Wild Turkey Master Distiller Jimmy Russell has stated in the past that he doesn’t release whiskies younger than six years old for any of his products.  He also said he thinks a rye whiskey peaks in flavor at six years of age.  Comparing this bottle of Russell’s Reserve Rye with Wild Turkey’s 101 proof rye, I find this one more “rye-forward.”  If we’re to believe Jimmy, and I have no reason not to, both whiskies are at least six years old.  Russell’s Reserve Rye seems to be a bit sharper and more complex in flavor and aroma, where Wild Turkey Rye has a flavor profile closer to a Wild Turkey bourbon.

This one’s a keeper.  It has everything I look for in a young rye whiskey.  The rye grain sharpness, baking spices and just enough sweetness.  I’ve only sipped this whiskey, and haven’t had a chance to mix into a cocktail.  I bet it’ll make a helluva sazerac.

(Note: A review sample was provided by the company behind this whisky free of charge.  The opinions written are my own.)

WhistlePig 15-Year-Old Rye Whiskey Review

img_6743Say what you will about WhistlePig, but make no mistake: they produce some fantastic rye whiskey.  While they are busy churning out new distillate in their new still at their Vermont distillery, WhistlePig continues to mature and bottle sourced Canadian whisky in interesting ways.  First was their outstanding 10-year-old standard rye expression.  After that was the highly-rated cask-strength 13-year-old Boss Hog.  2015 saw the release of WhistlePig Old World, a 12-year-old rye finished in three different wine casks.  I thought the cask finishing was a bit overdone, but okay otherwise.

Now, WhistlePig’s oldest expression to date, a 15-year-old rye whiskey, is being released.  Made from 100% rye, the whiskey is finished in barrels made from Vermont Oak trees grown on the WhistlePig farm.  The company says these trees experience a short growing season, giving the trees a tight grain pattern.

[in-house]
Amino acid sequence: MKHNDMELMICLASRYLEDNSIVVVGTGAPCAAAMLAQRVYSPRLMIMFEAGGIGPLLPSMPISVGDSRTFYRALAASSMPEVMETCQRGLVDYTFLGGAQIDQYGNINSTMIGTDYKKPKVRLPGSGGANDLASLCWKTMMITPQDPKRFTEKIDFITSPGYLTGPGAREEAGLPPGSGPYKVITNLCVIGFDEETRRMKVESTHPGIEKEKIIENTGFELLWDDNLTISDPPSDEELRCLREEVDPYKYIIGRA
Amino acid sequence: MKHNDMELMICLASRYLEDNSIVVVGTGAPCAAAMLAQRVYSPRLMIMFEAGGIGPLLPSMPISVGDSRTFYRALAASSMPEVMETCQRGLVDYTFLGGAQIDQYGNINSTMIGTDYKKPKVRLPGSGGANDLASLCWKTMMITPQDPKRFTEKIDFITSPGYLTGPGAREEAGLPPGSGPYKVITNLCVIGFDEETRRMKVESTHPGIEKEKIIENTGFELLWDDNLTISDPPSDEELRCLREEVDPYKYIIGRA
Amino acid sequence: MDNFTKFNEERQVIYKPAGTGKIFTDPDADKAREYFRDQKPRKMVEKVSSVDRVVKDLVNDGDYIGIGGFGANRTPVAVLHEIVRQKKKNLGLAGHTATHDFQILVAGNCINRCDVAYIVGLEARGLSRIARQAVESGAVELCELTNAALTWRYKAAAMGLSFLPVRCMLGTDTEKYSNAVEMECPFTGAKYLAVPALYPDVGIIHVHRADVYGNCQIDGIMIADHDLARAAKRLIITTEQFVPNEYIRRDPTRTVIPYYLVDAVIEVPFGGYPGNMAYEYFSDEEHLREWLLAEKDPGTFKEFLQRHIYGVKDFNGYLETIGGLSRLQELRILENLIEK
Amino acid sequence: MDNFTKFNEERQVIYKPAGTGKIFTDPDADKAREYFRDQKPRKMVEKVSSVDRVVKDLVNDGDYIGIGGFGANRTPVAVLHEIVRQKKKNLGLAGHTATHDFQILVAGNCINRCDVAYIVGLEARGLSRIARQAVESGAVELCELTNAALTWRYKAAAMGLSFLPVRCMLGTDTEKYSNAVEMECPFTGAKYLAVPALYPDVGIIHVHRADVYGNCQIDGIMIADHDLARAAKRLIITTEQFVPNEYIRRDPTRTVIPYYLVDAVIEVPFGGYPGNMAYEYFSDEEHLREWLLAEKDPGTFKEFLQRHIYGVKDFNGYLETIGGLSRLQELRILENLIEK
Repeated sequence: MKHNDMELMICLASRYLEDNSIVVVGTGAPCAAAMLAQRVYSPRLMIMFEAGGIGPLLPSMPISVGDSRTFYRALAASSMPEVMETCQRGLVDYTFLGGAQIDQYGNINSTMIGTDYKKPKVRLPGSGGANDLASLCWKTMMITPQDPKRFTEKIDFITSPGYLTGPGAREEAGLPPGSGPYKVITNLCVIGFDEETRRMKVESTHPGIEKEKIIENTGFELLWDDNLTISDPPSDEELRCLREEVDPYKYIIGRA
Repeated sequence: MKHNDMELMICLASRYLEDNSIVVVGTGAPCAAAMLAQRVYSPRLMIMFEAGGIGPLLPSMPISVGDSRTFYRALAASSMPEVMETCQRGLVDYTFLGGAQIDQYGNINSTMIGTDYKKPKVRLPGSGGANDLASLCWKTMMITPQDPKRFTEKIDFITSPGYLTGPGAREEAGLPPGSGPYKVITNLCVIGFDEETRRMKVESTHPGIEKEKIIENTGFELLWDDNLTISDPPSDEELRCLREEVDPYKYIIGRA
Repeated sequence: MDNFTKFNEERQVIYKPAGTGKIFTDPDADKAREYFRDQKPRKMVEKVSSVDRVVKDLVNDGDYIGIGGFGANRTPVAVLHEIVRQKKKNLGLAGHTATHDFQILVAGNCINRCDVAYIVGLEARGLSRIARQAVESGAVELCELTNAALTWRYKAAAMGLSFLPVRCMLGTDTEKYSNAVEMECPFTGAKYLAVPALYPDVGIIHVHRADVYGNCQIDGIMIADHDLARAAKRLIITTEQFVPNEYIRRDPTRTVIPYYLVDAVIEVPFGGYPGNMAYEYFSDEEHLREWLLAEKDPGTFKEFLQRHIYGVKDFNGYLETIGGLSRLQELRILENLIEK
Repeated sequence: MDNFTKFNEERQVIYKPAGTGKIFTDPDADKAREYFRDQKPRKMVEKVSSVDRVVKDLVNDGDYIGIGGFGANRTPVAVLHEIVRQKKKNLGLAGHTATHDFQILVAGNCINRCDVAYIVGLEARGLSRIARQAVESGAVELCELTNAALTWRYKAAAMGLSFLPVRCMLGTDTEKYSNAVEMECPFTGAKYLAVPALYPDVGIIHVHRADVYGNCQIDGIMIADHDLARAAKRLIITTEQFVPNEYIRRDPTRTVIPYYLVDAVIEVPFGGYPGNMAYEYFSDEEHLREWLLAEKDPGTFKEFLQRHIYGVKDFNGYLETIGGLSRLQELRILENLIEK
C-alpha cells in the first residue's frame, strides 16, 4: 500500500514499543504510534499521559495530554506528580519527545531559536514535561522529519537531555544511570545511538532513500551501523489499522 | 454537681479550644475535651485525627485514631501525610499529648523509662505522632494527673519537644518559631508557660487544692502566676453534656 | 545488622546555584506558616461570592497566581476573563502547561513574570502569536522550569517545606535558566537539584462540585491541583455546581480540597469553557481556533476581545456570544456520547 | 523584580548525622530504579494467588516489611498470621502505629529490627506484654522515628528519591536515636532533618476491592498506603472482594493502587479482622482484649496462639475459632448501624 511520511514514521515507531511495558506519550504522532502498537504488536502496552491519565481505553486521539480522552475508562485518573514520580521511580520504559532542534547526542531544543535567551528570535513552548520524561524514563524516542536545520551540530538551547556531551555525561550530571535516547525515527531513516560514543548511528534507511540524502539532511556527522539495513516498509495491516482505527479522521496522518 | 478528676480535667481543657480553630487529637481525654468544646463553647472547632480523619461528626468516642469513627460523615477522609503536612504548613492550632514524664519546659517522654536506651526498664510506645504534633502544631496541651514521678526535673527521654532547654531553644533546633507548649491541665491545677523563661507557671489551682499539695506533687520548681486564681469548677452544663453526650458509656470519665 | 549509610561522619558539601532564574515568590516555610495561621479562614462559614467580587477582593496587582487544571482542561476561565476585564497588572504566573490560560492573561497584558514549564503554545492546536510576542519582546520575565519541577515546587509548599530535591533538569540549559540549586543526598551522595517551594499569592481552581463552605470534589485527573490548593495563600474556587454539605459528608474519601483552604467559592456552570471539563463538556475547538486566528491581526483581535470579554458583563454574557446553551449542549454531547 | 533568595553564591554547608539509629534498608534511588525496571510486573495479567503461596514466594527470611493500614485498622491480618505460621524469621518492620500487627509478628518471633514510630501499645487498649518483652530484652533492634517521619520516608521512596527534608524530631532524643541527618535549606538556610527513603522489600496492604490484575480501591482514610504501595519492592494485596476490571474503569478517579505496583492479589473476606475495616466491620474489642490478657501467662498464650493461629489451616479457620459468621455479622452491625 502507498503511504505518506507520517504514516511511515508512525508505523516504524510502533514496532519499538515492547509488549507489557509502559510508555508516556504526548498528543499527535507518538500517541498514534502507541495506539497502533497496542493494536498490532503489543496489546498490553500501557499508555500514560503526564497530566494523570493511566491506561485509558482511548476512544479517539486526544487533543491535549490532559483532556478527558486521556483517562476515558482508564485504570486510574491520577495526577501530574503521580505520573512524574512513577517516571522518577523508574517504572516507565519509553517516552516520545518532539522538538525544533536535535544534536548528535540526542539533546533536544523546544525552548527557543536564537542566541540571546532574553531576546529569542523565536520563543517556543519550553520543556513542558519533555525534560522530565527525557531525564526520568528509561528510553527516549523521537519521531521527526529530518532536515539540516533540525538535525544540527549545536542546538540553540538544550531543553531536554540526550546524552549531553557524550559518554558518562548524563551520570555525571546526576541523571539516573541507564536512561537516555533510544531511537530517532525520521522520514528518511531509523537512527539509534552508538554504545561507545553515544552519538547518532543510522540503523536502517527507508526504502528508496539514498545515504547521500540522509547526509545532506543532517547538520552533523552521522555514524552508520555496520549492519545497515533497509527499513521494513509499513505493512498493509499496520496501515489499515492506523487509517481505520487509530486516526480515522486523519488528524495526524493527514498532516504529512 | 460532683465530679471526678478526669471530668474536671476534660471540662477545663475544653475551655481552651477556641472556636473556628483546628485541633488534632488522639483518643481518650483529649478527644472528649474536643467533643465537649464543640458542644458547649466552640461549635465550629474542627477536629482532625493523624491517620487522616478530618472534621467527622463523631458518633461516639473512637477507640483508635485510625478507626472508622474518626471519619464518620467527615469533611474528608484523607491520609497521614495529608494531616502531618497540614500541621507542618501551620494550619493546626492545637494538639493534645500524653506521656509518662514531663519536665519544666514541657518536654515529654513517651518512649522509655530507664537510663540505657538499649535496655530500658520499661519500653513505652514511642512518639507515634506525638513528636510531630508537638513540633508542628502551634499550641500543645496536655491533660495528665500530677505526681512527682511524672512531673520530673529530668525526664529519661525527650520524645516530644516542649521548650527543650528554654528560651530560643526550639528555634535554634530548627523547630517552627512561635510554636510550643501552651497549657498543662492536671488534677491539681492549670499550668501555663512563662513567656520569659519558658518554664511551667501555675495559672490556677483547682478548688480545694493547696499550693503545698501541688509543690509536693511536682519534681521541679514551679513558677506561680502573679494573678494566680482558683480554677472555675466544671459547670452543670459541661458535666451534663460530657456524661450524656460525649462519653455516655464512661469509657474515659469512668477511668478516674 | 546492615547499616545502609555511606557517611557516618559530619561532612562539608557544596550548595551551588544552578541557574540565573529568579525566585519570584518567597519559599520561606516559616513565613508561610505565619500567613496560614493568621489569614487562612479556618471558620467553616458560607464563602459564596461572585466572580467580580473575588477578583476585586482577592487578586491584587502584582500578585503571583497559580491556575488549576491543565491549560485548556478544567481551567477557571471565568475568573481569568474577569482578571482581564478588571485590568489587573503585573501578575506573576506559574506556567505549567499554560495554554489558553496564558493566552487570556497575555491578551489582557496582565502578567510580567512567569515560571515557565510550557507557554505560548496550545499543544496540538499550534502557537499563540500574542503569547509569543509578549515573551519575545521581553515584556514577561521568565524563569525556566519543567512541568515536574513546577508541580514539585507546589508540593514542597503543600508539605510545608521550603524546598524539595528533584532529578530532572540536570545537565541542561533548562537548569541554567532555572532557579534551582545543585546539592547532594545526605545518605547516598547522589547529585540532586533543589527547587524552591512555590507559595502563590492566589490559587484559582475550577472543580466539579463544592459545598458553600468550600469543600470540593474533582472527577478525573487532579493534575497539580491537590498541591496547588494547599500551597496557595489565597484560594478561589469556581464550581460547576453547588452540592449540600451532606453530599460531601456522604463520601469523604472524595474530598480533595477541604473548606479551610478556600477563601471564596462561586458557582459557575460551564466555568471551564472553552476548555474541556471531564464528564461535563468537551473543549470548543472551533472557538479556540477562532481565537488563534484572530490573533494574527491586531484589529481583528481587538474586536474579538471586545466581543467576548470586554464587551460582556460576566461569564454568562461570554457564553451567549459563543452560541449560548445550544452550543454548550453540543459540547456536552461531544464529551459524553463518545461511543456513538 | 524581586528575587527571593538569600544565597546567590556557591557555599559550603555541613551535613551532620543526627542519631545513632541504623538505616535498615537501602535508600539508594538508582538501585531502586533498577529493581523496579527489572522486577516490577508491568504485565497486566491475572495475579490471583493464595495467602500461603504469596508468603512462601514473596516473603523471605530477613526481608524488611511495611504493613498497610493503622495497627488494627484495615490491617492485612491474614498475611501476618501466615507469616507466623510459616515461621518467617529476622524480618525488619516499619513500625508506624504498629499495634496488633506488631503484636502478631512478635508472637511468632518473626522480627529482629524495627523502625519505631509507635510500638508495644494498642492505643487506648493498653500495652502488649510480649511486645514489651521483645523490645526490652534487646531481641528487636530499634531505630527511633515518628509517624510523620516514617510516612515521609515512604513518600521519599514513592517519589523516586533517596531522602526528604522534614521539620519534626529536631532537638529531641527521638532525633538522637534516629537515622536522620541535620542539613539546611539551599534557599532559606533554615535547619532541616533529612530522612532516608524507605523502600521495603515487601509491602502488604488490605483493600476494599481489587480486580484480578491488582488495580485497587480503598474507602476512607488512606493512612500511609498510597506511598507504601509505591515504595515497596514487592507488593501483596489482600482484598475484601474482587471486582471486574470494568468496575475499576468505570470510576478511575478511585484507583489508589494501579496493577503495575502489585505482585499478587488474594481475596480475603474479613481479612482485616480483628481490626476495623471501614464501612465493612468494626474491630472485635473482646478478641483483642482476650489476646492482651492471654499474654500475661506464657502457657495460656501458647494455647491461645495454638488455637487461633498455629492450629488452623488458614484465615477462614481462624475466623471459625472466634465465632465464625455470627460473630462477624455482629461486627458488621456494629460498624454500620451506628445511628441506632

This one’s bottled at 92 proof, but the nose seems a bit more intense than expected.  Oak spice, vanilla and toffee dominate the nose.  With a little airtime, the sweet, creamy notes tame the spicer ones.  The entry is full of wonderful warm spice (cinnamon, cloves).  The palate isn’t as sweet as the nose.  Oak tannins and vanilla bean develop soon after the spicy entry.  There is a bit of a sweet creaminess and a slight citrus note coming in at the back palate.  The finish is long but a bit drying, leaving behind notes of cigar box, cedar, and dried orange peel.

All in all, this is one fine rye whiskey.  At 15 years old, the big dry oak notes don’t really shine until the back palate into the finish.  I expect a whiskey of this advanced age to showcase big oak notes, and this whiskey succeeds in that.  Maybe the oak is a tad overpowering on the backend.  Minor gripe aside, WhistlePig 15-year is full of fantastic flavors that only a well-aged rye whiskey can bring.  While this one was enjoyable, I’d probably reach for a bottle of their 10-year-old rye first.  The suggested retail price is $199.99 for a 750ml bottle.

(Note: A review sample was provided by WhistlePig.)